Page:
Recommended CDs

Friday, 28 November 2008

Bob's Big Freeze Left Me Lukewarm at Best

BOB DYLAN'S BIG FREEZE - BBC Radio 2, November 25th 2008 Bob's Big Freeze November 25th 2008 BBC Radio 2, 10.30-11.30pm

From The Times :

Radio Choice
Bob's Big Freeze Chris Campling Bob Harris tells the fascinating story of a significant but largely unknown chapter in the life of that living god, Bob Dylan. In 1962 the newly famous Bobster came to Britain to appear in a BBC TV play called Madhouse On Castle Street. While he was here he stayed with that eminent British folkie, Martin Carthy, who opened Dylan's ears to a whole new way of making music (Don't Think Twice It's Alright, and Bob Dylan's Dream were heavily influenced by his exposure to traditional English folk music). He also had the unequalled joy of living through the famously bitter winter of 1962-63, when Carthy was reduced to chopping up a piano for firewood.

This BBC radio documentary about Bob Dylan's first visit to the United Kingdom in the freezing winter of 1962/3 was OK, but could have been better, especially as this ground has been trod before and fairly recently, also by the BBC (Dylan in the Madhouse, 2005). It was interesting to hear a few different voices from the early 60s British folk scene, although of course Carthy and Davenport were trotted out again (not that I'm complaining, I love Martin in particular).

I also think it could have been a little less sloppy. For instance, when Bob Harris asks "Who knows what a big influence the U.K. folk scene had on Dylan at this time?" (or words to that effect), the song playing behind him is A Hard Rain's A-Gonna Fall, which was written a couple of months before Bob set foot in England. It was left to Carthy to make the point that Dylan was already familiar with English, Scottish, and Irish folk music before he arrived in England. Hard Rain, for instance, is based partly on the Child Ballad, "Lord Randall." However, it was fascinating to hear in this programme that Bob may have also been influenced by another source (I shall elaborate later in an edit to this post). This was one of the few genuinely new (to me, at any rate) pieces of information in Dylan's Big Freeze.

It was also implied that the protest element in Bob's music came from the UK folk scene (especially Scottish folk song, which Davenport told him was all political). Carthy also claims that the anthemic quality of some of the songs Dylan wrote in the next couple of years came from his exposure to the UK scene.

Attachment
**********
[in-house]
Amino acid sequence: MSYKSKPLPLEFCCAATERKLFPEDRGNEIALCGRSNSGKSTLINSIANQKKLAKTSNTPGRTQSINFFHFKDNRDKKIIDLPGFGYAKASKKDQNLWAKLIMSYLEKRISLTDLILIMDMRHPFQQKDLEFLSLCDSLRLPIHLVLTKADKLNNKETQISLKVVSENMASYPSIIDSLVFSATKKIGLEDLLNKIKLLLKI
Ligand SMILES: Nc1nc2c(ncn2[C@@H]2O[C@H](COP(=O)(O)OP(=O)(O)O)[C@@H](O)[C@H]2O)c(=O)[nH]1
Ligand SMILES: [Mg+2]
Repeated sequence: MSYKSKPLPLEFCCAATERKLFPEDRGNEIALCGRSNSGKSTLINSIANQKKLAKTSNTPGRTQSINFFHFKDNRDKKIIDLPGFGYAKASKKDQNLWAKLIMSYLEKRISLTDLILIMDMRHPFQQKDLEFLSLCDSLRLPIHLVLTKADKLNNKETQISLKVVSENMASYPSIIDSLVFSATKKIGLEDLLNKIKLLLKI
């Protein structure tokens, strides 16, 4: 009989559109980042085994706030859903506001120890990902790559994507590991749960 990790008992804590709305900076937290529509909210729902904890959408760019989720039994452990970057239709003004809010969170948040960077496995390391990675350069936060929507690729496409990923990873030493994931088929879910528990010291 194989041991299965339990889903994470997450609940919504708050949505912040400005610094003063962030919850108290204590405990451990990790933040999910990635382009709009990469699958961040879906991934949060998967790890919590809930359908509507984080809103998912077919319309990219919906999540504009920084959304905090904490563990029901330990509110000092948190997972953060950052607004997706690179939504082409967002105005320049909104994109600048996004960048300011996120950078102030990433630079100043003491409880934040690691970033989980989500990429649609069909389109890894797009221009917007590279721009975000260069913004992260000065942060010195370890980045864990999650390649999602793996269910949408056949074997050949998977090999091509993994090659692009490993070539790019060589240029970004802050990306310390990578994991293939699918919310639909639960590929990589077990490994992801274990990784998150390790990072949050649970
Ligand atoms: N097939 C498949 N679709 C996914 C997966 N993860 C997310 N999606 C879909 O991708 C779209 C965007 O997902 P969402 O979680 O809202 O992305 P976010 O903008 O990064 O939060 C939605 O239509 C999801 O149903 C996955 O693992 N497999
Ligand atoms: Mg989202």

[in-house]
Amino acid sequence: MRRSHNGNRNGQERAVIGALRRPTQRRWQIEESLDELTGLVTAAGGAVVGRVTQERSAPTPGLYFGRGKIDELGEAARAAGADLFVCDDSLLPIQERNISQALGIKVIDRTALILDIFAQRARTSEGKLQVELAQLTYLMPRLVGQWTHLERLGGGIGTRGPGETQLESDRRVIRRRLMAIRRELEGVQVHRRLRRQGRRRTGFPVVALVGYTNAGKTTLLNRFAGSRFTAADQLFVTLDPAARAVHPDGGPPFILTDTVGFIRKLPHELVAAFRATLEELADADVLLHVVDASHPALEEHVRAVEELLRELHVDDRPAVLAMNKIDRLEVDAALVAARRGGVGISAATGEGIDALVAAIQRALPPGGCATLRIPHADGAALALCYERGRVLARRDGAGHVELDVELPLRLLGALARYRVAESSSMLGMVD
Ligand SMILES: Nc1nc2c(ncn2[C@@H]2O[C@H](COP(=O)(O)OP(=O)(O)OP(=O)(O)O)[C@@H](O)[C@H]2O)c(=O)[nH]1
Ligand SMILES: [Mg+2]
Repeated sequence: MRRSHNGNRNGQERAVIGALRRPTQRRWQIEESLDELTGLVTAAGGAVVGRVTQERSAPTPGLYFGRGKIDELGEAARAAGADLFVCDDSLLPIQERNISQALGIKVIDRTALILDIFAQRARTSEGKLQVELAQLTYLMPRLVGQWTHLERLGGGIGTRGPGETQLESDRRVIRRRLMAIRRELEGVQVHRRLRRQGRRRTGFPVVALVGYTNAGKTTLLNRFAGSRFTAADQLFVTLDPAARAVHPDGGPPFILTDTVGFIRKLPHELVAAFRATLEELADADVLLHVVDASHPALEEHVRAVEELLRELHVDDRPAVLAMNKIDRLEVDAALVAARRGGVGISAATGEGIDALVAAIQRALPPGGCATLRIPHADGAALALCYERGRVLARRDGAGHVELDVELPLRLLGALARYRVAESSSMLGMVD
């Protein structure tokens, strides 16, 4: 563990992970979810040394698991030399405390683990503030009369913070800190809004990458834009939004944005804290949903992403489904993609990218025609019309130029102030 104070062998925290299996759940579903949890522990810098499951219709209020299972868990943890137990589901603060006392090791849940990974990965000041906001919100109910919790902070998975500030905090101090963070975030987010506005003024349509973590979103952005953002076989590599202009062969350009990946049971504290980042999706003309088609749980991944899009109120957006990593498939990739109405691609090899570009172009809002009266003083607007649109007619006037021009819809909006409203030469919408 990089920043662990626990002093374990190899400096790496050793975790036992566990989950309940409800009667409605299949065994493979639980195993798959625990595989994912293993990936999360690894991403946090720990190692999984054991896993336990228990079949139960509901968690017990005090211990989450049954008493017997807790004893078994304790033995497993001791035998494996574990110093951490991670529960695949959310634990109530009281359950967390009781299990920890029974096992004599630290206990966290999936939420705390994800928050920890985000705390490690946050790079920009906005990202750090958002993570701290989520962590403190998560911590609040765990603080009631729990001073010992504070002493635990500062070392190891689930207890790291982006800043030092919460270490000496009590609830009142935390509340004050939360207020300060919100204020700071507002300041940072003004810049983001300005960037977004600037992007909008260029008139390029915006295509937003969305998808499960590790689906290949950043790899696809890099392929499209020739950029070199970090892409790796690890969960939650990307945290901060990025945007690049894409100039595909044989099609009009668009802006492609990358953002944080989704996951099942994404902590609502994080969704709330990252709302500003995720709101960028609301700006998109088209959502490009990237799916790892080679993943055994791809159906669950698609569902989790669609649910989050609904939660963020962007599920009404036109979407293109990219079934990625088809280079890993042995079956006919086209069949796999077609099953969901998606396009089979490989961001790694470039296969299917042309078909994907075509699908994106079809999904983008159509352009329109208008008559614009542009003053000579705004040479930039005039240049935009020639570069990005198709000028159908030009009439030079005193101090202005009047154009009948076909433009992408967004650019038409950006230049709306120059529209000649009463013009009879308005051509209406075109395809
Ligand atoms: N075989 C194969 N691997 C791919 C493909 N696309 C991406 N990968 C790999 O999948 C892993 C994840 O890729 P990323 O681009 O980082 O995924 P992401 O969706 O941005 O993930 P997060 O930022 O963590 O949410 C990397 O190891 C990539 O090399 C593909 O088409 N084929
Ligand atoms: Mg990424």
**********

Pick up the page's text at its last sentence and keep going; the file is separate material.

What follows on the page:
But Bob was already writing political songs -- Death of Emmett Till, Let Me Die in My Footsteps, and Talking John Birch Society Paranoid Blues, for example. The important person here, apart from Bob himself, was his girlfriend at the time, Suze Rotolo, who inspired his interest in politics. Plus there is a protest element in some blues (Big Bill Broonzy, for instance, whose "When Will I Get To Be Called A Man?" may have given Bob the idea for one verse of Blowin'). And for anthemic material, Bob could turn to negro spirituals (as he did for Blowin' in the Wind, which was inspired by No More Auction Block, which he probably learned from Odetta). Plus, of course, Bob couldn't help being influenced by the Civil Rights movement in America itself at the time. All of this was surely more influential on Bob's political material than Carthy or Davenport. And that's without even mentioning Woody Guthrie!

It is true, though, that on his return to the States he withdrew the first version of Freewheelin' and replaced four of the songs with what he called "fingerpointing songs", which was probably the result of his British visit. Otherwise the record would probably have been more blues- oriented (its original title was Bob Dylan's Blues). But it already contained Blowin' in the Wind (recorded in July, written months earlier) and A Hard Rain's A-Gonna Fall (recorded in December at what was supposed at the time to have been the final session for the album).

There is so much that Bob was absorbing at this time (including Brecht, which is a major influence on The Times, They Are A-Changin'). That's why he's so fascinating, and why programmes like this one, which only focus on one element, miss the point. The first part of Martin Scorsese's brilliant No Direction Home is the best documentary of Bob's early period precisely because it shows what a sponge he was, soaking up a wide range of influences incredibly quickly and using them to produce something new.

Incidentally, it is ironic that Bob left Minnesota because (as he tells us in his interview in No Direction Home) it was "too cold to be different", only to arrive in New York in the middle of "the coldest winter in 17 years." Then when he went to England for the first time, it was our coldest winter since the 18th century!

For those who missed the transmission, I have provided an mp3 below. If you download it, by way of thanks you might like to click on some of the Google Ads, which will help me stay on line.

Bob Dylan's Big Freeze

(Big download, 78MB).

Tuesday, 25 November 2008

Snatched from deceiving death/By the articulate breath

I've had this volume of the collected poems of Edwin Muir (1887-1959) for several years now, but for some reason, I have hardly ever dipped into it. Which made it a pleasant surprise to discover the following superb poem today (from a series of meditations on time and eternity in his 1956 collection One Foot in Eden):


They do not live in the world,
Are not in time and space.
From birth to death hurled
No word do they have, not one
To plant a foot upon,
Were never in any place.

For with names the world was called
Out of the empty air,
With names was built and walled,